#EOC Findings Based On Science

Equine Omega Complete is an all in one prevention supplement for horses. Targeting joint, gut, respiratory, reproduction muscle and skin and coat health in horse, the supplement has received proven results in a recent joint study at the University of Guelph, Department of Animal Biosciences.

Southern Equine Distributing announces research results from their recent trial at the University of Guelph. The study entitled “Cartilage-sparing properties of Equine Omega Complete (EOC) in an organ culture model of cartilage inflammation” was conducted by Dr. Wendy Pearson, PhD student Anna Garland, and undergraduate student Corina Weirenga, in the Department of Animal Biosciences. The study was designed to determine the ability of EOC to protect cartilage from the damaging effects of inflammation. The researchers pre-treated live cartilage pieces with EOC, while some were left untreated, and then all the cultures were stimulated to ‘behave’ arthritic. In cartilage pieces that were not pre-treated with EOC, the stimulus caused breakdown of cartilage structure, which was measured by loss of an important building block of cartilage (called ‘GAG’) from the cartilage pieces. This loss of cartilage building blocks was prevented by pre-treating the cartilage with EOC, at a dose approximating 60 and 180mL per day for a 500kg horse. Furthermore, exposing cartilage to EOC at these doses was completely safe for the cells within the cartilage pieces. 

 The study provides evidence for the ability of EOC to protect cartilage structure of horses at risk for joint inflammation and/or arthritis, and supports use of the product to preserve health of joints.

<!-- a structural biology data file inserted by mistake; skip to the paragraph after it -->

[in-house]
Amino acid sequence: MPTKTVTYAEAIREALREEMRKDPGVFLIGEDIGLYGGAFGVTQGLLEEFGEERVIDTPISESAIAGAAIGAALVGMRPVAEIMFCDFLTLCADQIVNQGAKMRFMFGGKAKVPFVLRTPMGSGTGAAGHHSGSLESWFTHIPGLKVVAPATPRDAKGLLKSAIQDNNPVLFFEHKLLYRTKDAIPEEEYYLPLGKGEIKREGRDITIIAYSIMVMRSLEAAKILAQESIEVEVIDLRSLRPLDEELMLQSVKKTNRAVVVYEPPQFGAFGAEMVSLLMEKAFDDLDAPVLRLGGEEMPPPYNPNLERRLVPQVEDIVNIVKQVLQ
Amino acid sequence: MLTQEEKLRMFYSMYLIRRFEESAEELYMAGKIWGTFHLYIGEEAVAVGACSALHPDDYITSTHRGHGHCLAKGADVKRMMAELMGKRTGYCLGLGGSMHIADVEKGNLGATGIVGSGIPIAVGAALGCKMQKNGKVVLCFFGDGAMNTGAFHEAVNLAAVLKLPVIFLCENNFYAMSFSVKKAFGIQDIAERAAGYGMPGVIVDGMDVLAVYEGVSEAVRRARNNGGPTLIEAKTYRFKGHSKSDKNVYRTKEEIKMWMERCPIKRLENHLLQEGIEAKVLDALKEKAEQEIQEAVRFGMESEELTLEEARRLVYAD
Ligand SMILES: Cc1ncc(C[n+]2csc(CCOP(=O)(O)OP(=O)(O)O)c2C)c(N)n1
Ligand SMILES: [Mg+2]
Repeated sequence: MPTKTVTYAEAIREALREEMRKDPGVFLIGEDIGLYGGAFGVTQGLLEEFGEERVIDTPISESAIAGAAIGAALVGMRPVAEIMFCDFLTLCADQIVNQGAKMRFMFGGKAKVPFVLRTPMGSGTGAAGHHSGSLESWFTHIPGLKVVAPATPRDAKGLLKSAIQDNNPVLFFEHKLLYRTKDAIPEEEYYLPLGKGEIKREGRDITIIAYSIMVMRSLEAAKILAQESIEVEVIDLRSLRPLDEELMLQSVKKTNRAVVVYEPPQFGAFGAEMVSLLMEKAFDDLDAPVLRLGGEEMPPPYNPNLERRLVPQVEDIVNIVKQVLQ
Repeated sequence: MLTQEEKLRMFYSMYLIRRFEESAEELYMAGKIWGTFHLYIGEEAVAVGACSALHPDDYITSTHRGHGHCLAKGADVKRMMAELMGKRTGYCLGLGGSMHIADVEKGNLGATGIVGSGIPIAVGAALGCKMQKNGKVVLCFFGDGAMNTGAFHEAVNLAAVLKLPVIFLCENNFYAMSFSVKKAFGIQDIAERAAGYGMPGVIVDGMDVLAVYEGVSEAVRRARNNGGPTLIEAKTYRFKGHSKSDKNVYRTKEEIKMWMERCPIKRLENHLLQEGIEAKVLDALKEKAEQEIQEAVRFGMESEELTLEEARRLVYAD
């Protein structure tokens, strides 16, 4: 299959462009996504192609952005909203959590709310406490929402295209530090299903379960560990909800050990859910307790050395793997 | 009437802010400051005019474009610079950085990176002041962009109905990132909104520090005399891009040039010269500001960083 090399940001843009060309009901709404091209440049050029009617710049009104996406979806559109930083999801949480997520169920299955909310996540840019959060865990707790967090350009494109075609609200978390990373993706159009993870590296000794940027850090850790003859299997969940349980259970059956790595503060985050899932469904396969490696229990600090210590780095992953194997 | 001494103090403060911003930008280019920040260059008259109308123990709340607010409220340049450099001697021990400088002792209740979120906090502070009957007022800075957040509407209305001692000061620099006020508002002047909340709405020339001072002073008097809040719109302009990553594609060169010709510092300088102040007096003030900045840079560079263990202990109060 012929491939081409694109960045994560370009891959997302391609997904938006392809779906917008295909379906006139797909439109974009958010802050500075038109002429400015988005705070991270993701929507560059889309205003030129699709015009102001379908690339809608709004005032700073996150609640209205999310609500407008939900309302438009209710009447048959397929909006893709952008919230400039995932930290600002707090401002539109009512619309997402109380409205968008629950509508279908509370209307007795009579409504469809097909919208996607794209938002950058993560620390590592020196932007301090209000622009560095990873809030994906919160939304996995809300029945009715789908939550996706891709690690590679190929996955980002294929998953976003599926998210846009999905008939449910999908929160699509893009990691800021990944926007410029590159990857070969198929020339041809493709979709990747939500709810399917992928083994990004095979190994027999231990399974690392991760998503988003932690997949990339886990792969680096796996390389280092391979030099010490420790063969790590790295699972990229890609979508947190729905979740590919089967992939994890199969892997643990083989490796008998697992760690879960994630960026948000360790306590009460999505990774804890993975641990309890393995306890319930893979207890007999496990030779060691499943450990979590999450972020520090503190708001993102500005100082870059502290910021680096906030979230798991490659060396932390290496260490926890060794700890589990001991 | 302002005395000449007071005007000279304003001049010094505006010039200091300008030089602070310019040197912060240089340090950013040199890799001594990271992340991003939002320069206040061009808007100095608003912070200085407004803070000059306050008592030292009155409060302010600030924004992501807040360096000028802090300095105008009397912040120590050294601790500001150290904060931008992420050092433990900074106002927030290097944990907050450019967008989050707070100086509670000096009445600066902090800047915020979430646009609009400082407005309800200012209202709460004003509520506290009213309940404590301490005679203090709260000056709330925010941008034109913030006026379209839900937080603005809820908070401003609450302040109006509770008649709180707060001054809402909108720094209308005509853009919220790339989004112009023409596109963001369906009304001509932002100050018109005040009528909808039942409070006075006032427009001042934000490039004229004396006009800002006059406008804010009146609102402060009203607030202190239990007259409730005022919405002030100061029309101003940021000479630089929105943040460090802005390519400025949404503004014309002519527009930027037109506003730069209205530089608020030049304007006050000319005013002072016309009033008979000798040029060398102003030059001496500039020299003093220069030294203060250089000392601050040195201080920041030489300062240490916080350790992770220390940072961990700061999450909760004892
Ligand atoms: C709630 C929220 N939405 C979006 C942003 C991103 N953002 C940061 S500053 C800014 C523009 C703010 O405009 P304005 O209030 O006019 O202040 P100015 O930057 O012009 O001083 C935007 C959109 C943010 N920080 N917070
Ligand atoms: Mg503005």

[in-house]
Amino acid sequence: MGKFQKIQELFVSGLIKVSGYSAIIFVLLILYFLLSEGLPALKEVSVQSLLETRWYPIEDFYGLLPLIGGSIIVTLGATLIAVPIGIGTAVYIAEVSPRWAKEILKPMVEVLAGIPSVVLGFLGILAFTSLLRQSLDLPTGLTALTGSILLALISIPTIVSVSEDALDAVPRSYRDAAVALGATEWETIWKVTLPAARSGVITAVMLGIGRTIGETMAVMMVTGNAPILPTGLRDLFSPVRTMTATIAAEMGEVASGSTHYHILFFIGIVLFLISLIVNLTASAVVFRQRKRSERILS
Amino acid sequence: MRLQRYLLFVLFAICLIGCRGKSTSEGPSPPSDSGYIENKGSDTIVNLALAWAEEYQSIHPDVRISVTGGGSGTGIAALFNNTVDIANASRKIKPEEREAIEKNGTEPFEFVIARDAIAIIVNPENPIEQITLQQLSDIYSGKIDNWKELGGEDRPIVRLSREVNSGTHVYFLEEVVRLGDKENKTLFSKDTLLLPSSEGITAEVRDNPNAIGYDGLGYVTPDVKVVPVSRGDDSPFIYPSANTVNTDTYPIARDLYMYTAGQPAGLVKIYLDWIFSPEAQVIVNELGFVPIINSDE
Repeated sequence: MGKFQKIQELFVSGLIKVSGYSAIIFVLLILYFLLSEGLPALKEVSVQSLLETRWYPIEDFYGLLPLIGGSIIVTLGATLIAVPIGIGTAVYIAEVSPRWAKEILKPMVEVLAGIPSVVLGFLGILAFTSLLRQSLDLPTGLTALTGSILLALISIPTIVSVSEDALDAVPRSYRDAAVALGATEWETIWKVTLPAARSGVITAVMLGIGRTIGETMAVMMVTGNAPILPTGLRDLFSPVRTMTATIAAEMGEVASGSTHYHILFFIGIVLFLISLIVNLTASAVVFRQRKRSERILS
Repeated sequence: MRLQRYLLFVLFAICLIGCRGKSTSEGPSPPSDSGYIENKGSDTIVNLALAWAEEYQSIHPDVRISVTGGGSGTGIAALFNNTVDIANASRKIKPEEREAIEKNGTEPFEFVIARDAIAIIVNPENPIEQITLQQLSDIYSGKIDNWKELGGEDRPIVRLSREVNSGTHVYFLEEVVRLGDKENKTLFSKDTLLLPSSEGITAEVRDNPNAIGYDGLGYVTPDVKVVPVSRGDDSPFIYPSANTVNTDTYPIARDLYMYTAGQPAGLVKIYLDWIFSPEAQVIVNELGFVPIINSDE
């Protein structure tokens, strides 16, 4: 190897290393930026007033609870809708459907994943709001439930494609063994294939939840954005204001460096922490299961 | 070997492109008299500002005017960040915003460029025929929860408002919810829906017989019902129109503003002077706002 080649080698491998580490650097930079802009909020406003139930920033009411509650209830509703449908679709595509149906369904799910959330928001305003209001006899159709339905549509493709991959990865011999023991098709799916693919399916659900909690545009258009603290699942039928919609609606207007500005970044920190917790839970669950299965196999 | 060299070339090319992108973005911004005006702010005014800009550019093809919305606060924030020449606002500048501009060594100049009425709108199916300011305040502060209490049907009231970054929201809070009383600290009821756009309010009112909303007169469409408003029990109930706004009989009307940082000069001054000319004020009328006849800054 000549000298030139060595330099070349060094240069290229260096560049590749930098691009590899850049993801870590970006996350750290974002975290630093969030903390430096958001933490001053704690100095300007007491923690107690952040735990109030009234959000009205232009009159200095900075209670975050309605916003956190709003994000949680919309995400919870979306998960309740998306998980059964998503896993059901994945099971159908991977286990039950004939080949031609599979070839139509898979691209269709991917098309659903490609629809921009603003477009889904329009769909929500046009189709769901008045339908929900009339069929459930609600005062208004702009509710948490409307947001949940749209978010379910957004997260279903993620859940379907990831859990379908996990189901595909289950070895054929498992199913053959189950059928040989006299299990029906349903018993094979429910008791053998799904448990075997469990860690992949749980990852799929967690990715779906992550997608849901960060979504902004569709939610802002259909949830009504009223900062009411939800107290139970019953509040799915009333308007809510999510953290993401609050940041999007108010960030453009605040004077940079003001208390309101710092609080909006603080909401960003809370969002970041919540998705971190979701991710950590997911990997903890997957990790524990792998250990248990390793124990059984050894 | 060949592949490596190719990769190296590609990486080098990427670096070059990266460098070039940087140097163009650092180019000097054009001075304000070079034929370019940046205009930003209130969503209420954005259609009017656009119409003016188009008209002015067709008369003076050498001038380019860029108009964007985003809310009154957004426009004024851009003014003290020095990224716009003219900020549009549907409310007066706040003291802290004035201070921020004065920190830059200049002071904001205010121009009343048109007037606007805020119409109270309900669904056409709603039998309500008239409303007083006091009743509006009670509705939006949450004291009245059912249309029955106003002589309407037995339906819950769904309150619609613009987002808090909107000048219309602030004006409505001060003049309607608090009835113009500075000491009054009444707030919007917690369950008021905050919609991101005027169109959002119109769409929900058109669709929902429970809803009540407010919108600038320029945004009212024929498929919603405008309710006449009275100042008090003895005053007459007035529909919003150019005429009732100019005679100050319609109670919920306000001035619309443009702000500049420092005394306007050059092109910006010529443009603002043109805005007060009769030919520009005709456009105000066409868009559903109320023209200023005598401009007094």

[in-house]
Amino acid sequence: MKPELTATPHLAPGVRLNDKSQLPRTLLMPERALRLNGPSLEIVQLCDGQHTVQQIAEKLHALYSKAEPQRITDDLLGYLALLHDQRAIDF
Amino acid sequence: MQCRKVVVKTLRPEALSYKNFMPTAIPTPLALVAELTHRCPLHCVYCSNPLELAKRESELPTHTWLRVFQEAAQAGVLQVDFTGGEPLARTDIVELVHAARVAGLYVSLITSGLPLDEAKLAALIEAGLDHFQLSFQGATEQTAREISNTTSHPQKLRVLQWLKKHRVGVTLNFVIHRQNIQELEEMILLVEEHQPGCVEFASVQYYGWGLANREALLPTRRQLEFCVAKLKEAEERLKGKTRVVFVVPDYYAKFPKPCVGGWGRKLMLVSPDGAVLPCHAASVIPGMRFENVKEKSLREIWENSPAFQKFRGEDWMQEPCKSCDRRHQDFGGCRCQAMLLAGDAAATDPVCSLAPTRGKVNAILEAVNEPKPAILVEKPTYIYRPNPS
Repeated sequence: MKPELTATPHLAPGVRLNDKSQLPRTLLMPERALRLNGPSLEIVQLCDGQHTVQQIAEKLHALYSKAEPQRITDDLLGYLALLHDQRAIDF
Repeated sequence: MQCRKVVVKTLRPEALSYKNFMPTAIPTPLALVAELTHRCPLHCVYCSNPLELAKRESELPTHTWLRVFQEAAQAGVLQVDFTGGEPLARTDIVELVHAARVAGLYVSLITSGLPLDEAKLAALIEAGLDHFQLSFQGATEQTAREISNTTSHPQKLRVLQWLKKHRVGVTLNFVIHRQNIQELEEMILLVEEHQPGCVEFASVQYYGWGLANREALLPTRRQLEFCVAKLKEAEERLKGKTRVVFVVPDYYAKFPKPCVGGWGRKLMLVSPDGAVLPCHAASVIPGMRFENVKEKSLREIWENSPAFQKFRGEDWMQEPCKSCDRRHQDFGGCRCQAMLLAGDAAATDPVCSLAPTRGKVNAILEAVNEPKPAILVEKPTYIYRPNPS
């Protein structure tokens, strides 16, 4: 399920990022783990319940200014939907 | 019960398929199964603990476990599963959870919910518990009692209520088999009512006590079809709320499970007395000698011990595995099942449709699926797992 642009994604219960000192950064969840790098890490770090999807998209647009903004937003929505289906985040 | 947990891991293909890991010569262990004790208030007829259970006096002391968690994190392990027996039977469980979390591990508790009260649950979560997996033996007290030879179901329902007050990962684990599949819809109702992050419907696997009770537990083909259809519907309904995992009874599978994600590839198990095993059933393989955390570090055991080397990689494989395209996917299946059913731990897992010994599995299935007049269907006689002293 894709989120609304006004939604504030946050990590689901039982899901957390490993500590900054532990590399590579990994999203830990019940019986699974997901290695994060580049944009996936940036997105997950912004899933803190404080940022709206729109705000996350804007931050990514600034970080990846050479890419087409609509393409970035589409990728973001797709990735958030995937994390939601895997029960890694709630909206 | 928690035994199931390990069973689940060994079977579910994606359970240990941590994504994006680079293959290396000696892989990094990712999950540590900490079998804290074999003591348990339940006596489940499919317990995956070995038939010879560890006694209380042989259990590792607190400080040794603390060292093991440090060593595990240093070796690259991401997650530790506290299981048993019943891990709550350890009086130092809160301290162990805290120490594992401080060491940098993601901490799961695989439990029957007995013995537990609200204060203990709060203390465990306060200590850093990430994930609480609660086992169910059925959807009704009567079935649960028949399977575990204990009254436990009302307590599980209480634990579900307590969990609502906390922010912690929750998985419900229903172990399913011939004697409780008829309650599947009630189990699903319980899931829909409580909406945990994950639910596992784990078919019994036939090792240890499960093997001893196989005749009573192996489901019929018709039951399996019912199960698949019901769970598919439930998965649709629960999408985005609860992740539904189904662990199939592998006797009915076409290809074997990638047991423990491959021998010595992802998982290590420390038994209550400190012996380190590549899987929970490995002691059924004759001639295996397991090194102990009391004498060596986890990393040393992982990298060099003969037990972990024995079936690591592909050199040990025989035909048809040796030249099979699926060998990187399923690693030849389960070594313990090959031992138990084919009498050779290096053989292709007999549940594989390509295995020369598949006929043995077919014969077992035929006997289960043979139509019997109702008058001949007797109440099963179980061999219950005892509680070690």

Figure 1: GAG loss from cartilage between 0 and 48 h of culture with an inflammatory stimulus. Loss of GAG indicates damage to cartilage structure; this loss was lower when cartilage was exposed to EOC at 1 and 3 times the manufacturer recommended dose.


Figure 2: Small discs of cartilage are removed from the joint surface (A) and placed into a nutrient broth to keep the cartilage pieces alive (B).

Figure 3: GAG analysis is conducted by placing a small volume of the nutrient broth pictured in 2B above and applying a blue stain which attaches to the GAG molecules present in the broth. When the stain attaches, the blue colour changes to pink – the more GAG present, the more pink the sample looks. An instrument called a spectrophotometer reads the change in colour, and the absorbance from the spectrophotometer is converted to a concentration of GAG in the sample.